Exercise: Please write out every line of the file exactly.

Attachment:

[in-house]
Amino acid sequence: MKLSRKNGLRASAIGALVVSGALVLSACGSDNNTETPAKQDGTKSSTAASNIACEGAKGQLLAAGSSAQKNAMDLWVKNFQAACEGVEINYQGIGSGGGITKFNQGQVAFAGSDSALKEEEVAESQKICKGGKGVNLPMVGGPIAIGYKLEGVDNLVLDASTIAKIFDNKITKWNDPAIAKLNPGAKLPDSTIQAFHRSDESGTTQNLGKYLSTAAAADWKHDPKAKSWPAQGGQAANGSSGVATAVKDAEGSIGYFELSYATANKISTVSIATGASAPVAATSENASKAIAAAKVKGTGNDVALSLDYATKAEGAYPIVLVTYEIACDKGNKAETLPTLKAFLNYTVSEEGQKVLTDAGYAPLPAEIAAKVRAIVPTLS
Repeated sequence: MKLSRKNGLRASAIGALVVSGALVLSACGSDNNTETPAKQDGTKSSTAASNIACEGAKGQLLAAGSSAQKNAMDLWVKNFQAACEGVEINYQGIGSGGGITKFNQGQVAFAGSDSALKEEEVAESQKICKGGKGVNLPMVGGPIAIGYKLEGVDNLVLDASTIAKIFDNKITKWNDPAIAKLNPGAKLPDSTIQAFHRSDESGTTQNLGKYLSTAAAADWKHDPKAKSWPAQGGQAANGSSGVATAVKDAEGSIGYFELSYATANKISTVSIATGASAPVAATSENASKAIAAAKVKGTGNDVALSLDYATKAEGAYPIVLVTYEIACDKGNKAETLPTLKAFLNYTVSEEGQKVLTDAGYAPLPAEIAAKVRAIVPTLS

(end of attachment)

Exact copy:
[in-house]
Amino acid sequence: MKLSRKNGLRASAIGALVVSGALVLSACGSDNNTETPAKQDGTKSSTAASNIACEGAKGQLLAAGSSAQKNAMDLWVKNFQAACEGVEINYQGIGSGGGITKFNQGQVAFAGSDSALKEEEVAESQKICKGGKGVNLPMVGGPIAIGYKLEGVDNLVLDASTIAKIFDNKITKWNDPAIAKLNPGAKLPDSTIQAFHRSDESGTTQNLGKYLSTAAAADWKHDPKAKSWPAQGGQAANGSSGVATAVKDAEGSIGYFELSYATANKISTVSIATGASAPVAATSENASKAIAAAKVKGTGNDVALSLDYATKAEGAYPIVLVTYEIACDKGNKAETLPTLKAFLNYTVSEEGQKVLTDAGYAPLPAEIAAKVRAIVPTLS
Repeated sequence: MKLSRKNGLRASAIGALVVSGALVLSACGSDNNTETPAKQDGTKSSTAASNIACEGAKGQLLAAGSSAQKNAMDLWVKNFQAACEGVEINYQGIGSGGGITKFNQGQVAFAGSDSALKEEEVAESQKICKGGKGVNLPMVGGPIAIGYKLEGVDNLVLDASTIAKIFDNKITKWNDPAIAKLNPGAKLPDSTIQAFHRSDESGTTQNLGKYLSTAAAADWKHDPKAKSWPAQGGQAANGSSGVATAVKDAEGSIGYFELSYATANKISTVSIATGASAPVAATSENASKAIAAAKVKGTGNDVALSLDYATKAEGAYPIVLVTYEIACDKGNKAETLPTLKAFLNYTVSEEGQKVLTDAGYAPLPAEIAAKVRAIVPTLS